- A baby planet was just spotted by scientists using the Very Large Telescope in Chile.
- The object, a swirling mass of matter surrounding a central point in space, is believed to be the first in-progress planet spotted by scientists.
- As telescope technology improves, our ability to study and understand what is happening in other star systems will grow.
- Visit BGR’s homepage for more stories.
Planets don’t just pop out of nowhere. They can form in different ways but one thing is consistent about all of them: All the matter that makes up a planet was, at some point in the past, drifting free of all the other particles that now surround it.
Now, astronomers using the European Southern Observatory’s Very Large Telescope have spotted what they think is a planet in the midst of being born. A central point in a swirling mass of dust and gas, it may be the first baby planet ever spotted by humans.
As ESO explains in a new blog post, the mass of material was spotted orbiting a young star called AB Aurigae. The planet-in-progress looks like a giant storm in space, but it’s actually a collection of matter slowly coalescing into a solid form. Or, at least that’s what astronomers are hoping for.
“Thousands of exoplanets have been identified so far, but little is known about how they form,” Anthony Boccaletti, lead author of a paper on the discovery published in the journal Astronomy and Astrophysics, said in a statement. “We need to observe very young systems to really capture the moment when planets form.”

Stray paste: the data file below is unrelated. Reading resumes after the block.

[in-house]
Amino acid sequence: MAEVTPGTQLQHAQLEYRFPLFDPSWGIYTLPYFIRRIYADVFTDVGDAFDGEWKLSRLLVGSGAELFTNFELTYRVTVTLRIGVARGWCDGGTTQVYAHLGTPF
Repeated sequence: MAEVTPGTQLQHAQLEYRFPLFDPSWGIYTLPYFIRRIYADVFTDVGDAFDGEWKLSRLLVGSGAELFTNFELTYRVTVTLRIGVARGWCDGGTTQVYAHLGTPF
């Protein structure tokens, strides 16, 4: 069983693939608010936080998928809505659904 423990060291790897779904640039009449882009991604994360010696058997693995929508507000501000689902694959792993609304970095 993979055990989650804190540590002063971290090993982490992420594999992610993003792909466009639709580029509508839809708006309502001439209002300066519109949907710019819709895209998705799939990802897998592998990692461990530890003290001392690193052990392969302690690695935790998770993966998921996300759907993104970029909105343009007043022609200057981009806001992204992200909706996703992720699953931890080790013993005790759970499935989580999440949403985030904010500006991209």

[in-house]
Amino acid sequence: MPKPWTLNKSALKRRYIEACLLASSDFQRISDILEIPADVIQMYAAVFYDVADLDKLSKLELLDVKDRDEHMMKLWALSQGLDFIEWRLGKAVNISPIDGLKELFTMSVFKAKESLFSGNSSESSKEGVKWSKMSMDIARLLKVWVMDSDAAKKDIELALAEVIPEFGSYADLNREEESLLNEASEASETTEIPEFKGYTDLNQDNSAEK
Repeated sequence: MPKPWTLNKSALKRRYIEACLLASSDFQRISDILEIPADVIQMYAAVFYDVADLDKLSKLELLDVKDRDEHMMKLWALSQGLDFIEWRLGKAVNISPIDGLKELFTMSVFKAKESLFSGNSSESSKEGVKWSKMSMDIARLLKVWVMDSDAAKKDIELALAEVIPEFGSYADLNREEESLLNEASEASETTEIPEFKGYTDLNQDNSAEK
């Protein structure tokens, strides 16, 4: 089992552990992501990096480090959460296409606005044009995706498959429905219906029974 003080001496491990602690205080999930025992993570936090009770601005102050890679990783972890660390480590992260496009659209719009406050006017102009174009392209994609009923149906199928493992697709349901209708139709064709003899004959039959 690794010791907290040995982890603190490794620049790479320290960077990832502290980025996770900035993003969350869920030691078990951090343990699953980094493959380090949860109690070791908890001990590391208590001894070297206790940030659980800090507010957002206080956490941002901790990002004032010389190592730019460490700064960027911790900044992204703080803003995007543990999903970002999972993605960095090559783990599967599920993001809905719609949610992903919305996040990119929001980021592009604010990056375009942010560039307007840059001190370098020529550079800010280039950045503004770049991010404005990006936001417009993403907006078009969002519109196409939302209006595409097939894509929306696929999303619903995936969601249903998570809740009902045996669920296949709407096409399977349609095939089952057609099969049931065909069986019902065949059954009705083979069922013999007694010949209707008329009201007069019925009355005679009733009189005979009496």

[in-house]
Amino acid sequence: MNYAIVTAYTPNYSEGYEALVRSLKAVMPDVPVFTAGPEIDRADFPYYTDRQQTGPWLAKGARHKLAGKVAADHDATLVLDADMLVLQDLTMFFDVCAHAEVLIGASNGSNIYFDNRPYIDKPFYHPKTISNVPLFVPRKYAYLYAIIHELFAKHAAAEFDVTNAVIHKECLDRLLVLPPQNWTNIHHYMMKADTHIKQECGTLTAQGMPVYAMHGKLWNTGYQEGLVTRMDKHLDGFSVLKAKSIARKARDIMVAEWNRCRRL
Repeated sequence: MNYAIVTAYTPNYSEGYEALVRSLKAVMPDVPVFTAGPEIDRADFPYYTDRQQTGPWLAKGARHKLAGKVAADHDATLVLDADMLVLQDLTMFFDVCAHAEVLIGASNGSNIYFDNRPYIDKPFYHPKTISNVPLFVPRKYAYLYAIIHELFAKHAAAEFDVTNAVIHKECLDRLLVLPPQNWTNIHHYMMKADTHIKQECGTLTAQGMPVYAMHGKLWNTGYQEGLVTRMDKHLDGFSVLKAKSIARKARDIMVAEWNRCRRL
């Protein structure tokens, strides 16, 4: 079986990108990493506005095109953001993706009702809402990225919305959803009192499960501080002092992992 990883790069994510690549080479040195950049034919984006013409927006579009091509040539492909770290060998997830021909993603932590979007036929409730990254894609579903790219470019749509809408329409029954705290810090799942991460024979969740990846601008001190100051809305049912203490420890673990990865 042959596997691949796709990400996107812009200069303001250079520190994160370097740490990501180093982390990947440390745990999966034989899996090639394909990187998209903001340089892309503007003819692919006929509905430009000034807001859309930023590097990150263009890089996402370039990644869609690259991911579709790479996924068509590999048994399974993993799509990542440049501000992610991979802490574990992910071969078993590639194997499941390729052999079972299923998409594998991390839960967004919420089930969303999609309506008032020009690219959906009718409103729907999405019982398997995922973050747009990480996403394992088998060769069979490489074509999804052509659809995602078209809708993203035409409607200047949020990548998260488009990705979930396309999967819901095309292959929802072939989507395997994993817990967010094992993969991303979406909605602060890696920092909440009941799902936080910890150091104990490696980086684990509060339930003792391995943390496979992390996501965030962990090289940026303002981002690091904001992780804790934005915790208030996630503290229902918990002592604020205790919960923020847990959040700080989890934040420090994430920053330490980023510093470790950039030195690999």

The Very Large Telescope may have allowed scientists to see that very thing, though it’s hard to know for sure. Some models of planet formation have hinted at the possibility of twisting, swirling shapes that precede the birth of a baby planet. It makes sense, according to the researchers.
“The twist is expected from some theoretical models of planet formation,” Anne Dutrey, co-author of the work, explains. “It corresponds to the connection of two spirals — one winding inwards of the planet’s orbit, the other expanding outwards — which join at the planet location. They allow gas and dust from the disc to accrete onto the forming planet and make it grow.”
Eventually, all or nearly all of the matter swirling in space around the central point will become part of the new planet. This process is believed to take billions of years, so we’re not likely to catch a glimpse of the final product in our lifetimes. Still, it’s incredible to see it in its current state.
Going forward, the researchers note that the Extremely Large Telescope (don’t you just love these naming conventions?) that is currently in development will offer an even clearer look at exoplanets, and perhaps give us a better idea of exactly what is happening with this particular baby planet.